The bottom line of that is that the Supreme Court has never found any new rule to satisfy the Teague retroactivity claim. Circuit courts have found some few limited Teague exceptions. Ominously for Blakely retroactivity, the same day the Supreme Court decided Blakely it decided Schriro v. Summerlin, in which the high court held that Ring v. Arizona, 122 S.Ct. 2428 (2002)(which extended Apprendi to the death penalty decision) was not retroactive under Teague. This may foretell that the Supreme Court and lower courts will not find Blakely retroactive either. However, my personal view is that Blakely should be held to apply retroactively, because in my opinion it clearly is a watershed rule and alters our understanding of the procedural elements essential to fundamental fairness.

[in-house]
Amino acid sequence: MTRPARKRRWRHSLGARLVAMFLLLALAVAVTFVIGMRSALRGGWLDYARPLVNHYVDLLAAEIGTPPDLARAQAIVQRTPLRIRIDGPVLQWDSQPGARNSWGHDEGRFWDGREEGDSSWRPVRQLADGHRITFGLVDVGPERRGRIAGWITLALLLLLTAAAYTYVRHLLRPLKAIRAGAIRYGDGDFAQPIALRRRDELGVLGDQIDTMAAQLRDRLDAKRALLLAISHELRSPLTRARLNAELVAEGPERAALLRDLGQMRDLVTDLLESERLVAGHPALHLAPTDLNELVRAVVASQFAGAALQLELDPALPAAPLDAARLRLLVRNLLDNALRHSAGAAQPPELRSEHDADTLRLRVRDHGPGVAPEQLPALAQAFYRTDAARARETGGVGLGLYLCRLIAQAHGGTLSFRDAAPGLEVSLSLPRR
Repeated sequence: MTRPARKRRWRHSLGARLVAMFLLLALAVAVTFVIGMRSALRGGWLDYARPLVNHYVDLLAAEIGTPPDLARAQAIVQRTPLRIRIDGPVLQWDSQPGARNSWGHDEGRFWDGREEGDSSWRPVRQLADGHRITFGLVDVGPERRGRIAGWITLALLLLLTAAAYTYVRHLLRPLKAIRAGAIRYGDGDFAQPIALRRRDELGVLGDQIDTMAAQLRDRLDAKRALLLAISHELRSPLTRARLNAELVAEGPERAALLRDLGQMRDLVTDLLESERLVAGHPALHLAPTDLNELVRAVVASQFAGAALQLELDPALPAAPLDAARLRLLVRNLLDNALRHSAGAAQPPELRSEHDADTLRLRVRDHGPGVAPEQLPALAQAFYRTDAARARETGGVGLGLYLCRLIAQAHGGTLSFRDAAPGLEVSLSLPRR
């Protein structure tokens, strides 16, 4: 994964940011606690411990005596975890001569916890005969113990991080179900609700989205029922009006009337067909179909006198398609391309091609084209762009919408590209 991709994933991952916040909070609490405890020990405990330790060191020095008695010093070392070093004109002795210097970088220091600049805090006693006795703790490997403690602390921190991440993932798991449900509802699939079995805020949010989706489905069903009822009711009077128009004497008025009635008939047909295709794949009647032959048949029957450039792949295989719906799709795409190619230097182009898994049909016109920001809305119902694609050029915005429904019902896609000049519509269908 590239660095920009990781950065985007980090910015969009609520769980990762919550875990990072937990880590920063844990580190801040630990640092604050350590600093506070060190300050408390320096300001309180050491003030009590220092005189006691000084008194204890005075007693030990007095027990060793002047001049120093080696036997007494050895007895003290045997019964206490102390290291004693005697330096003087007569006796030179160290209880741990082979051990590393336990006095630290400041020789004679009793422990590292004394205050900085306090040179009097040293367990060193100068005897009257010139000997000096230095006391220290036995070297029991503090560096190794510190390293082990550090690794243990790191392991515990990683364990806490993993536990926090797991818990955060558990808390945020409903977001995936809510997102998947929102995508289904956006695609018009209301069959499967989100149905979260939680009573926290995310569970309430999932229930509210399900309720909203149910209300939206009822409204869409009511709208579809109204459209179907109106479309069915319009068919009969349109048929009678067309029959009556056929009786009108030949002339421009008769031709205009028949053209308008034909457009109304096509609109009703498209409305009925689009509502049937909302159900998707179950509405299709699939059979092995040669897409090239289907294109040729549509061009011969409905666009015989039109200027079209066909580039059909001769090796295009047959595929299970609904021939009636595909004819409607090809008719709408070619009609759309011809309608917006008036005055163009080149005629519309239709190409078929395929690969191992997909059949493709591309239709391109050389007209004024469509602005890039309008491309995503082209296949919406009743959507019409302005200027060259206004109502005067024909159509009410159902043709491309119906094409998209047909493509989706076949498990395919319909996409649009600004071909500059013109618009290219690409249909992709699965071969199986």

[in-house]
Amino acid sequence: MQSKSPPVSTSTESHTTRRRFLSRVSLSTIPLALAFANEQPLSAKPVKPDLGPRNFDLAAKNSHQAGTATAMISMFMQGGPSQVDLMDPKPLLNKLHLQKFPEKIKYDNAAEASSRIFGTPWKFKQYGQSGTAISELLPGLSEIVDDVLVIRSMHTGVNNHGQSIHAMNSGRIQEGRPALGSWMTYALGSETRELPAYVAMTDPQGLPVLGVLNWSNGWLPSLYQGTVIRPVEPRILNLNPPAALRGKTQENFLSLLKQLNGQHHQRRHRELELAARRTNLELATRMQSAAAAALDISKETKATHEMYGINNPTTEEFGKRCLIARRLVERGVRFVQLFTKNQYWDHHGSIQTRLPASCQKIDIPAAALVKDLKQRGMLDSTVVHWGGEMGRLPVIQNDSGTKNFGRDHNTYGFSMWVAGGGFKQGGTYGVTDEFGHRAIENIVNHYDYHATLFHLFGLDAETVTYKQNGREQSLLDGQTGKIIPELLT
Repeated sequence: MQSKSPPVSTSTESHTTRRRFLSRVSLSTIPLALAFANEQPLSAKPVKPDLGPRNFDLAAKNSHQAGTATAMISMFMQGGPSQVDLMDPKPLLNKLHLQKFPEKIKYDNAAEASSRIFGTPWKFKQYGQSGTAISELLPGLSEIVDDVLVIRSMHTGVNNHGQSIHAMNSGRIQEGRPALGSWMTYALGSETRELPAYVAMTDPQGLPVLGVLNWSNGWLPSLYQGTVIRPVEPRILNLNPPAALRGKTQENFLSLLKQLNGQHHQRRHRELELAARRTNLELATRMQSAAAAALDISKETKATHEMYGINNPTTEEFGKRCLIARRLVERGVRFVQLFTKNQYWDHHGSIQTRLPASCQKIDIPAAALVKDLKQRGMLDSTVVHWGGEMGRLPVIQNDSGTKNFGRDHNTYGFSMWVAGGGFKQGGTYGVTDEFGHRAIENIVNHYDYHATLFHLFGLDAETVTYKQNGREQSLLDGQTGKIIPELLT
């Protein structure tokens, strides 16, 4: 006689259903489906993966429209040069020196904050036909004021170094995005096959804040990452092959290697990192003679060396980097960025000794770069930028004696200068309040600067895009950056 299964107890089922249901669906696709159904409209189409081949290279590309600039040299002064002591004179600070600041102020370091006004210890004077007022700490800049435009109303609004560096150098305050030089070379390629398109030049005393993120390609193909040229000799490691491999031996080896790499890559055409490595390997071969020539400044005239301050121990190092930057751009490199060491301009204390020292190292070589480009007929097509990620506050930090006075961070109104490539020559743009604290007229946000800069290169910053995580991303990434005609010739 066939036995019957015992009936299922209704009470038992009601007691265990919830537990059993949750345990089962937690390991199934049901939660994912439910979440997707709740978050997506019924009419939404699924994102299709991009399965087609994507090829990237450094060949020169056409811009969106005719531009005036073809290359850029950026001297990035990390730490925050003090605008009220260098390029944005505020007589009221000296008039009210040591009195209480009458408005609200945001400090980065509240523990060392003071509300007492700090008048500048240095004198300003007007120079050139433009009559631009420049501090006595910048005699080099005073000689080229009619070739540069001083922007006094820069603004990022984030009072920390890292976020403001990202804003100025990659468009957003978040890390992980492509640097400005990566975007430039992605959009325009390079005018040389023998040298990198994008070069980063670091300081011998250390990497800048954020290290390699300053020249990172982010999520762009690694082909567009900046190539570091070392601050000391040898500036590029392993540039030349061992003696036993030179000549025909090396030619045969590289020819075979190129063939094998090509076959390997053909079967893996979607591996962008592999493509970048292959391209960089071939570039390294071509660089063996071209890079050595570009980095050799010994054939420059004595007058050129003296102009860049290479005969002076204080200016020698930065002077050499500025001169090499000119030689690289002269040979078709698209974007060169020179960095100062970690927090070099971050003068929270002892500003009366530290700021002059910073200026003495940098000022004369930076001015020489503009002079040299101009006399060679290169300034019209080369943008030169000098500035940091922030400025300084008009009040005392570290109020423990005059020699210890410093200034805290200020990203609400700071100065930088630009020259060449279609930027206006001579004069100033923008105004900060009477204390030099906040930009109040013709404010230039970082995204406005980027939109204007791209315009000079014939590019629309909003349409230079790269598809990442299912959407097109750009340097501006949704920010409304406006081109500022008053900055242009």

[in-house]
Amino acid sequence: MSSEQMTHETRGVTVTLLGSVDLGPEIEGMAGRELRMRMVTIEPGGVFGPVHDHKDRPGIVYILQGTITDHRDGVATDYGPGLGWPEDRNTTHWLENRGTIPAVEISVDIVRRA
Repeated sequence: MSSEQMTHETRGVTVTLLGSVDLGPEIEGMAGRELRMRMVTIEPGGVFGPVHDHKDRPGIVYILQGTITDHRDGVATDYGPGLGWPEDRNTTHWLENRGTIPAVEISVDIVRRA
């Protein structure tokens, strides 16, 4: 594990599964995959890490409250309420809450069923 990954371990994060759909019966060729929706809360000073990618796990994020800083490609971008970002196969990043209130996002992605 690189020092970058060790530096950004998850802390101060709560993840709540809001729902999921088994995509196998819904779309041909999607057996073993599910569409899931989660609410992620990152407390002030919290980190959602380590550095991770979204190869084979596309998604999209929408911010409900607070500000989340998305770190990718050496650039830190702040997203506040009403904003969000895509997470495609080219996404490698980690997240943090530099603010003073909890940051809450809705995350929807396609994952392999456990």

If it were determined to apply retroactively, then the same plain error standard discussed above would presumably apply.